After spending all of February doing my tiny bit to combat the most intensive propaganda blitz of my life, I took a break in the last few hours of the month.
At eight pm I threw the necessaries into the motor to set off in darkness and driving rain. Four hours later, in the first few minutes of March, I slid the Skoda into the small car park – free, with no limit on duration of stay, but at sane hours hard to bag one of its few spaces – at Waterhead Pier, a stone’s throw from Ambleside Youth Hostel. When I climbed out of my two sleeping bags at 06:30 there was ice on the car but I’d slept well and, as mist hovered over Windermere, the dawn came packed with promise.
My walk to Grasmere
Meet Pete the Piker
Can’t say I approve of fishing, though as boy it was my joy. And credit where it’s due, Pete (I took his details to send him these snaps) handled this nineteen pounder with exemplary care before returning her – all big pike are female – unharmed to her Rydal Water universe.
In Grasmere by noon, I took the bus to Keswick, another to Portinscale, and briefly entertained getting up onto Cat Bells for the peerless vistas – to the east Derwentwater, Borrowdale and distant Helvellyn; to the west Grasmoor, Causey and Grisedale Pikes – but opted for the gentler anticlockwise circumperambulation of Derwentwater. Hadn’t I seen enough pike for one day?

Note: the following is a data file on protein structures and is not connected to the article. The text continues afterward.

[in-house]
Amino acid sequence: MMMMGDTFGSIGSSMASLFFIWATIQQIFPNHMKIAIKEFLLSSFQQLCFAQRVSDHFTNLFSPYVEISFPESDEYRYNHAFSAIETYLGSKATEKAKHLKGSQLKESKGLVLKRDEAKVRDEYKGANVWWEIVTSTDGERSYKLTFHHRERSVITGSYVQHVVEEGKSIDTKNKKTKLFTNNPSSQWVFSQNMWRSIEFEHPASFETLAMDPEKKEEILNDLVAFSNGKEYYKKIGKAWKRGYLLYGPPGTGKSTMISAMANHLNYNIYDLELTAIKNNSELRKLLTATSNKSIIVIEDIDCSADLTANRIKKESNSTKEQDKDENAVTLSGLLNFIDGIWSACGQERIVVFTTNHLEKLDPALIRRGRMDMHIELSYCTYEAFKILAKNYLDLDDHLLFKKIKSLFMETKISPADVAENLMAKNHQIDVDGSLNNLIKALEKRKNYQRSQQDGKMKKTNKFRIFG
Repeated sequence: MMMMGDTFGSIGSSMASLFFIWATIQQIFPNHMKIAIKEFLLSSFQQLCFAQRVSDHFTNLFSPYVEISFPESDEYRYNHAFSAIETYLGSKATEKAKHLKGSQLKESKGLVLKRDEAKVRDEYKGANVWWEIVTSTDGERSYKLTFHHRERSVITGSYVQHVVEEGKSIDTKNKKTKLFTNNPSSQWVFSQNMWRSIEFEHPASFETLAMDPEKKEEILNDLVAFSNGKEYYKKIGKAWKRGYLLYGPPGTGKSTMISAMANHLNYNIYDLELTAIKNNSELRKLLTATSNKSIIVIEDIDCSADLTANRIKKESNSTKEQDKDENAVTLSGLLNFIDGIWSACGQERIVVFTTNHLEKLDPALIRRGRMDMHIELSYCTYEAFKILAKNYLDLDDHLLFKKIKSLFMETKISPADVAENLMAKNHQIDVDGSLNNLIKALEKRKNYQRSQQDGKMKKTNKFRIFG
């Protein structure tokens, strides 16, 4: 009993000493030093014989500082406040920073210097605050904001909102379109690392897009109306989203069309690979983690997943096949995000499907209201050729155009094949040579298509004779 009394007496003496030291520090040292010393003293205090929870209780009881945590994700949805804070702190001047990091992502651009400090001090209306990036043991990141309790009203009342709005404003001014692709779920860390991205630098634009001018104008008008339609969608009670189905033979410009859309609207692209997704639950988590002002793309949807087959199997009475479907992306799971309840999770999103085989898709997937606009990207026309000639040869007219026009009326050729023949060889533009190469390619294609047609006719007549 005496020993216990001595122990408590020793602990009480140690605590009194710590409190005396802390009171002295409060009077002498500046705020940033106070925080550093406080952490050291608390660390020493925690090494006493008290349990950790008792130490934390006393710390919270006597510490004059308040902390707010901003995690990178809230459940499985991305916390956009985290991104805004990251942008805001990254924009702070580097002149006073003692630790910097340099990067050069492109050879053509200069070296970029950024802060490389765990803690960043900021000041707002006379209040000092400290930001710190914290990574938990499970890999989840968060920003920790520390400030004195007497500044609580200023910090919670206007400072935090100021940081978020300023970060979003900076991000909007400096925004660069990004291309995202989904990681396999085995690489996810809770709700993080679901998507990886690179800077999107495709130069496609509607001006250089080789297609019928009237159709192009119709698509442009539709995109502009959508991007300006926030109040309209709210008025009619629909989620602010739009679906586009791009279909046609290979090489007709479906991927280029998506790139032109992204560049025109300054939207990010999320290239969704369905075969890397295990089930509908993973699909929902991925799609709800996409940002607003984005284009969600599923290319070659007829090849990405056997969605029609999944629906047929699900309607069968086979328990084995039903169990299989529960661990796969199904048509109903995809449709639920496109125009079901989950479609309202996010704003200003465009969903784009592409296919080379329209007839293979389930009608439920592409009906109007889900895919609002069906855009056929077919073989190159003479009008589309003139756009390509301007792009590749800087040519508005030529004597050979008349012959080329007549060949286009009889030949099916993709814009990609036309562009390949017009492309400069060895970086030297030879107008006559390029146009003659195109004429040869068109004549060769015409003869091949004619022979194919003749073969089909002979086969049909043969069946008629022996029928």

The hike nearly over, I strolled over Crow Park to snap Keswick nestling under Skiddaw, the morning’s patches of white on the upper slopes now melted away.
Dropping in for short but pleasant interlude chez Tracey and Scott, Jackie’s sister and brother-in, who have the best house in the world, I declined the offer of a bed for the night – “it would feel like cheating while I’m playing at being a hobo”. Taking the 18:30 back to Waterhead Pier for a bite to eat and pint at the Youth Hostel, ten-thirty saw me crossing the deserted car park to ease weary limbs and torso into my double wrapper – down filled inner bag, synthetic outer – for night two in the motor.
My last task being to lower the window for the mandatory yacht shot.
The next day brought rain of the kind the Lakes are renowned for. With it set to last all day, I made for Ambleside library, content to read the opening pages of a book on Richard III – no, that’s not cockney rhyming slang – till I saw through the huge window, pulling up across the road, the 11:15 for Dungeon Ghyll by way of Elterwater.
Fifteen minutes later, as the bus turned off the road to Coniston at Skelwith Bridge to chug on up into the Langdales, I slipped on my waterproof leggings. “No such thing as bad weather”, reads a sign outside one of Keswick’s many outdoor specialists. “Only bad clothing.”
Well buffered from the inclemency I was happy to adopt the different photographic approach, on my stroll from Elterwater down to Skelwith, these altered conditions called for.
Down at Skelwith Bridge the rain was intensifying, with no buses to Ambleside or Coniston due for hours. I retraced my steps – except we can never really do that, can we? – to Elterwater in good time for the Dungeon Ghyll bus back through Ambleside and on to Waterhead Pier.
With more wet weather forecast, I turned the ignition for the first time since my 00:15 arrival on Tuesday, and headed with a heavy heart for home. I’d made the mistake, you see, of checking in on Facebook to read outpourings of compassion (genuine but manipulated to serve, through what our opinion manufacturers do and do not tell us, the needs of a dying empire) and rage at all things Russia (ditto) – there in spades.
My interlude was blissful but brief.
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